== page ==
Then, as far as my personal experience is concerned, I would say that anyone with no knowledge of arabic at all could get a higher level of fluency in arabic than me with some study. As I might be considered an egyptian “huaqiao”, the same would apply to chinese huaqiao as well: they might have an advantage in learning chinese IF they study it, but final outcome can vary and it’s not a foregone conclusion that every huaqiao person will be willing/will have the chance to do that.

  40. Will learning Chinese improve your employment prospects? « Legal and Recruitment News for the Asian Market United States said,

    February 18, 2010 at 4:47 am

    […] held by thousands of expats living in China.  I think the issue is summed up rather well at Ben Ross’s blog.  Here’s a quick except that summarizes his take on the […]

  41. sylvie gina Philippines said,

    April 26, 2010 at 10:34 pm

    Great great great article — I wish to death more people would read it and be enlightened, and not force people to learn Chinese on the pretense that it ALONE will get them a good job and eventually make them rich. This article should be required reading in schools ^_^

  42. ctilde United States said,

    September 16, 2011 at 7:38 am

    Great…

    love your blog, http://adrianne.diblogotus.com/ ,Thanks again….

  43. Ariel Pao United States said,

    December 30, 2011 at 9:32 pm

    Thanks for sharing your insight. Awesome post! You are absolutely right on all the points.
    It is wrong to expect a job would fall in your laps just because you speak Mandarin, unless you want to be a linguist or translator.

    On the other hand, in terms of workplace diversity, a worker should not be pigeon-holed based on his/her ethic background (language is part of the ethic background even though you can speak Chinese without being Chinese). More and more companies hire people of different races/ethnicities solely based on the demographics of their clientele in specific areas. e.g. We need to staff some Chinese-speaking tellers in Chinatown. It is wrong to hire a person just because s/he is (fill-in-the-blank). Employers can overlook the potentials and true talents of bilingual employees.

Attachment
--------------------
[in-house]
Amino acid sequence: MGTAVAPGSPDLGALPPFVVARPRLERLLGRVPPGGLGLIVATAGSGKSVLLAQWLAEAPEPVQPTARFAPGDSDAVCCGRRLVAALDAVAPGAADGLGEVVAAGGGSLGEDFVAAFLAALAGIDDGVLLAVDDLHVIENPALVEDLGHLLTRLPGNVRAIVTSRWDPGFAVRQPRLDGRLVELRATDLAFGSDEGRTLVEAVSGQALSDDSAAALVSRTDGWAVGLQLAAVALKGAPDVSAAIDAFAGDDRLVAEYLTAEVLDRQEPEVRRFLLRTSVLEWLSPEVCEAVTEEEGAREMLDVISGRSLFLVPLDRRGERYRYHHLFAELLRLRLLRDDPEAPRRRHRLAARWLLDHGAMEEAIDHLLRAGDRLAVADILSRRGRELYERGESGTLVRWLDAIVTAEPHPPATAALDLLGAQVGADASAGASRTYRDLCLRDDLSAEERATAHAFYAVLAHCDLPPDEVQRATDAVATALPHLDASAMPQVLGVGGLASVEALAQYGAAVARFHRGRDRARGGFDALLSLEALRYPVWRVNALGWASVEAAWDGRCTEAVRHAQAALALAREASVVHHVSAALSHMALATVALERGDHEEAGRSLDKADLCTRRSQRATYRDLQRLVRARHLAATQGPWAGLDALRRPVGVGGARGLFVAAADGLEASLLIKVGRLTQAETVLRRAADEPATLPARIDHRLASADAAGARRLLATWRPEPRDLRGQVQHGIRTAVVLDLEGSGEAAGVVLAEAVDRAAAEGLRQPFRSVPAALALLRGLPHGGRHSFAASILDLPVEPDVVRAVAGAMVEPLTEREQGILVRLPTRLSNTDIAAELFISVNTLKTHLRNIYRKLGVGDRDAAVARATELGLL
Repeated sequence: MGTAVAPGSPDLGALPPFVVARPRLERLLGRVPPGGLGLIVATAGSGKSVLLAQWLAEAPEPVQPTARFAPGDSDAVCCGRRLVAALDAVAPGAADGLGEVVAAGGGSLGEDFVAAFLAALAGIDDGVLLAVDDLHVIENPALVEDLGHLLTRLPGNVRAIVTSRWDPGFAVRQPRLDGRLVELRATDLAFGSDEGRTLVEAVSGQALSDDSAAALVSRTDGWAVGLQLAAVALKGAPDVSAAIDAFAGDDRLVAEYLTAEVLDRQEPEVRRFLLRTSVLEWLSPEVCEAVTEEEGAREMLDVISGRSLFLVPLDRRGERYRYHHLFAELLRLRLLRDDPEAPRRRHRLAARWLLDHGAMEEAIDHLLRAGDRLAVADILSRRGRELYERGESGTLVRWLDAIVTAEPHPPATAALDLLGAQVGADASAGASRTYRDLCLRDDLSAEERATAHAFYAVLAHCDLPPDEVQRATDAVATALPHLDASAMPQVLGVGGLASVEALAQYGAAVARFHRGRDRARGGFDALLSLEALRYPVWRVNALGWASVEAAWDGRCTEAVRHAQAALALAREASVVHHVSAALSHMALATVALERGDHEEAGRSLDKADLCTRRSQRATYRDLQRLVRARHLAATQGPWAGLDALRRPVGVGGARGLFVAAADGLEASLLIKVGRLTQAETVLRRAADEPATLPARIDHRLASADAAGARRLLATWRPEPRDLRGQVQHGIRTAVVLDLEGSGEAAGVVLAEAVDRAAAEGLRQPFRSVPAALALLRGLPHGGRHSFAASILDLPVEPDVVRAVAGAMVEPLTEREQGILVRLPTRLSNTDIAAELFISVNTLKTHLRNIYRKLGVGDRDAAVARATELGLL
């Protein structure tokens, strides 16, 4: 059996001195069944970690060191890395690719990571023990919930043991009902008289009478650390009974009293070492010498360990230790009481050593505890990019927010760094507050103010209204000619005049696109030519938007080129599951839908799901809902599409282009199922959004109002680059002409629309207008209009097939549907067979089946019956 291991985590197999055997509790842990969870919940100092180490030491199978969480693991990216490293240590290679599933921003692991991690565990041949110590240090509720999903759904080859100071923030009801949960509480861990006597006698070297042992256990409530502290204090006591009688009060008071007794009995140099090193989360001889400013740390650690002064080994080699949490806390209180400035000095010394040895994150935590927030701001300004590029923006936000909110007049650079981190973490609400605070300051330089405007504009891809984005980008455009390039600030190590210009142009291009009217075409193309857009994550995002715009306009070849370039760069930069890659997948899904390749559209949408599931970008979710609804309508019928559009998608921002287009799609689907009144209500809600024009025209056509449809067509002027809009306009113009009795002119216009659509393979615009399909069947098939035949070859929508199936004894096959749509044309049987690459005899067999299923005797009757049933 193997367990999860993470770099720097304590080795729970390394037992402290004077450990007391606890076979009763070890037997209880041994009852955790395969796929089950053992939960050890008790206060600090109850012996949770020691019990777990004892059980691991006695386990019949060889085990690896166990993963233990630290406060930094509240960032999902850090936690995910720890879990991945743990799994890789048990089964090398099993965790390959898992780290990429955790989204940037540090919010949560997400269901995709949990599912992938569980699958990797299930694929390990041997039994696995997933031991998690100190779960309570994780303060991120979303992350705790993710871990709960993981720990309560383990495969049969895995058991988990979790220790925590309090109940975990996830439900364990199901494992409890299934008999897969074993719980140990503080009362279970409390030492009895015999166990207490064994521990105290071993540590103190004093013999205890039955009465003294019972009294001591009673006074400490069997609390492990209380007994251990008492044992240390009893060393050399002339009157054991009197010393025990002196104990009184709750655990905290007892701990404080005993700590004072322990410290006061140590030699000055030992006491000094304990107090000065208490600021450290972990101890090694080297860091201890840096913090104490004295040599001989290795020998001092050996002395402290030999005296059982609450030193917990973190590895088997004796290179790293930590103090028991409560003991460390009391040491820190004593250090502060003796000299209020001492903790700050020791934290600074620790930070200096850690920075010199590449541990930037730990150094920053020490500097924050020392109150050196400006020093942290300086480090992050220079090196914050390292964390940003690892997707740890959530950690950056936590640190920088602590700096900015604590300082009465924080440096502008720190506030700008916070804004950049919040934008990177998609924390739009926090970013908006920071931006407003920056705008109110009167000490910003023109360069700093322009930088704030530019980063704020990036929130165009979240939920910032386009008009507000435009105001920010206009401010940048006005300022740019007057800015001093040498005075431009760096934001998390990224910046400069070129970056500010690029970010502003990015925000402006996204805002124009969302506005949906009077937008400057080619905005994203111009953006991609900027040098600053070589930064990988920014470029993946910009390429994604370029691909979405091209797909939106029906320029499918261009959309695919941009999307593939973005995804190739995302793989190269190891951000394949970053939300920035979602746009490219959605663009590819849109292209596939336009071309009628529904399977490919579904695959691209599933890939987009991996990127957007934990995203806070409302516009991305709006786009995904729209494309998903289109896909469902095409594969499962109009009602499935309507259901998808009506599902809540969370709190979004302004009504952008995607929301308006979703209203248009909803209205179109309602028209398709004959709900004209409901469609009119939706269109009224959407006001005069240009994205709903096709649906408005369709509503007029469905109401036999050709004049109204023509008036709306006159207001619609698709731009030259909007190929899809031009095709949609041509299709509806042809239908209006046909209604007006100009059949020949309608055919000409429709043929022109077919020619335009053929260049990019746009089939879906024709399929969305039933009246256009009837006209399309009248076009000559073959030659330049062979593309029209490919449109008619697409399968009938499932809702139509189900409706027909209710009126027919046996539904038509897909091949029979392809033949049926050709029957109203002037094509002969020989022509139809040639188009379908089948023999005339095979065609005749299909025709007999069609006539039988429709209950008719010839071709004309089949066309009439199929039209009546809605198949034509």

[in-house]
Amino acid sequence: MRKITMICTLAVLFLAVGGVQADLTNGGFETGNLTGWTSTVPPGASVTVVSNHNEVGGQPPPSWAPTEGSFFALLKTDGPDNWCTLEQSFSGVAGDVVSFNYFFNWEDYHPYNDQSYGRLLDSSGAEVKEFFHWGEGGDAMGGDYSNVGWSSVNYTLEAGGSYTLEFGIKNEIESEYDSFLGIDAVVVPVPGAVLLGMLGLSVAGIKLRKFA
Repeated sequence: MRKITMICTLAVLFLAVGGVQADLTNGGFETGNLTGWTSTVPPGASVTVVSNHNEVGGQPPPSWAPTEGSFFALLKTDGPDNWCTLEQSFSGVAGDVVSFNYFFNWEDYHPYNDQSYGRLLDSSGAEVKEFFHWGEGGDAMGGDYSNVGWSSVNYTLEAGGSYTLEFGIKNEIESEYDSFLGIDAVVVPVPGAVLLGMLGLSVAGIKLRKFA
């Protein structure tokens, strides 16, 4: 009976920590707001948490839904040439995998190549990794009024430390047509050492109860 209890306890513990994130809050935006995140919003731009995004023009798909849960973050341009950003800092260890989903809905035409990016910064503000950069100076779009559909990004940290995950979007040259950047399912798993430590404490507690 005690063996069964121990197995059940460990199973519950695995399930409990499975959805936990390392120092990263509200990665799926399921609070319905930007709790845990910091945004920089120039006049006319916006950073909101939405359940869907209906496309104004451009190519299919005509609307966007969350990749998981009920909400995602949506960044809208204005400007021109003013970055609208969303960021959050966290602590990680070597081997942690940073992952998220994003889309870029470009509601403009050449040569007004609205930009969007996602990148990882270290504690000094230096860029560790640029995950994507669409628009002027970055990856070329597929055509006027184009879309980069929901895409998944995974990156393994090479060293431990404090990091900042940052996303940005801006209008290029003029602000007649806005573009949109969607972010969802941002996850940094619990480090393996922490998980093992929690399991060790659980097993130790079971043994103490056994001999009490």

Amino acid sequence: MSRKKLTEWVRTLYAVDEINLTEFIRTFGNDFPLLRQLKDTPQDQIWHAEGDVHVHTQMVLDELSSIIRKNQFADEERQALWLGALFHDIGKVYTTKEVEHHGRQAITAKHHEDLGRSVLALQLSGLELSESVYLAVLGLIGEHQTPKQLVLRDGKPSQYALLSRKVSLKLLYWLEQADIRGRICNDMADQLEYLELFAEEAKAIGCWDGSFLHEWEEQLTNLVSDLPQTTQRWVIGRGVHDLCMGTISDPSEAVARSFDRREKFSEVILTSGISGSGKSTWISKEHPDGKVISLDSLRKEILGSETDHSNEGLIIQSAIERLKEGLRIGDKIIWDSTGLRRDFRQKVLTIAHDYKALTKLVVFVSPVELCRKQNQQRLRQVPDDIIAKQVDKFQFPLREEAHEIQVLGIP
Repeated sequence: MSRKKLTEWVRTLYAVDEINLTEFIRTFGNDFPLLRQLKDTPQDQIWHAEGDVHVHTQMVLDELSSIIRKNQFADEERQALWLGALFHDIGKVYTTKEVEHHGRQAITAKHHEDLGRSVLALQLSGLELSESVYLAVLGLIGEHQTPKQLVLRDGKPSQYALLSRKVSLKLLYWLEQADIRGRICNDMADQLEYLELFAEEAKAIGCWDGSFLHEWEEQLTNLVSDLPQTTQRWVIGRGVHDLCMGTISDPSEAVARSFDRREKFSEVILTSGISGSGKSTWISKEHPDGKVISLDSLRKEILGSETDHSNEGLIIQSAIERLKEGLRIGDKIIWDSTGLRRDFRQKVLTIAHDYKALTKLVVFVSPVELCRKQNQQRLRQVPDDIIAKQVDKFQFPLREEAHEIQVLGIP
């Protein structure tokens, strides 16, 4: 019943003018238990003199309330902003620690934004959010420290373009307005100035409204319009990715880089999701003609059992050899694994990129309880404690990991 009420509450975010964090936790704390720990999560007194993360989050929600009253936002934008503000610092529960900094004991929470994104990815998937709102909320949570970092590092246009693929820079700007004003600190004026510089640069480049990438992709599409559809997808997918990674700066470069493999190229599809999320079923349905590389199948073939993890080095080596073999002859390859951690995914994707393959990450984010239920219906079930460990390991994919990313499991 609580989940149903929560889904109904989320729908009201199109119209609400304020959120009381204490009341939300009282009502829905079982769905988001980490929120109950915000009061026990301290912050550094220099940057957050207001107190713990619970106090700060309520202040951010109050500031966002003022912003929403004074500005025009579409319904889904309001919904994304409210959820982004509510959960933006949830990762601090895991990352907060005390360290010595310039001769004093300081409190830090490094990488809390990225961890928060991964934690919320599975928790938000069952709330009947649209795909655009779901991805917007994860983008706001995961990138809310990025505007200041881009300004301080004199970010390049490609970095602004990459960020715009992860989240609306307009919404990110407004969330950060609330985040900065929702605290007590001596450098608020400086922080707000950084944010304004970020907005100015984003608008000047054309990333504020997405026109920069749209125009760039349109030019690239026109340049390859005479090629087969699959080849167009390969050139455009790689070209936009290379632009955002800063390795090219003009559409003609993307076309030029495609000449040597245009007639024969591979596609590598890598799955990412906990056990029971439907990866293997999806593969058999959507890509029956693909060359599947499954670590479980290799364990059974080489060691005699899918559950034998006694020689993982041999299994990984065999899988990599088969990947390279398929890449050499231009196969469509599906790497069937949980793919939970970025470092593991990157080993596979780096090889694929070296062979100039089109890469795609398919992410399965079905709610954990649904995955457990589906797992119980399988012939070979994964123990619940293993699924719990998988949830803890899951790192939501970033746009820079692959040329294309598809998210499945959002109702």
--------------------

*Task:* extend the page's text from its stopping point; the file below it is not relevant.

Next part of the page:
It applies to Spanish speakers as well. Even though certain jobs prefer bilingual candidates, the bottom line is that you have to be able to do the job well regardless of the language skills (given the condition that the job is not related to linguistics/translation services).

  44. Jonathan Miller United Kingdom said,

    January 10, 2014 at 11:38 am

    Great post Ben. It is exactly how it is. I also thought knowing how to speak, read and write I’d be in with a chance to find some kind of job but stupidly no.

    Nothing, zilch, zip, zero, nada, kaput…..here I am still sending off CVs 6 months later and not even one reply.

    Im a Brit by the way so not matter where U are you’ve got to get that skill set sorted out. It is more important than the language !!!!

  45. Sandra said,

    May 10, 2015 at 7:47 pm

    Well speaks chinese open some doors for sure. As somebody said here, speak english is not a major advantage nowadays, however it is not only a matter of just speak the language right? My mother tongue is spanish and sometimes I found chinese guys in my job that said I also speaks spanish and when I start the talk, they hardly can understand what I am saying..
    Still, as foreigners we just can do one thing only and that is in fact open our own business. The best advantage we have is not the language. It is the fact that we both knows both cultures.
    If they can do outside, and have no idea of our culture, why we cannot??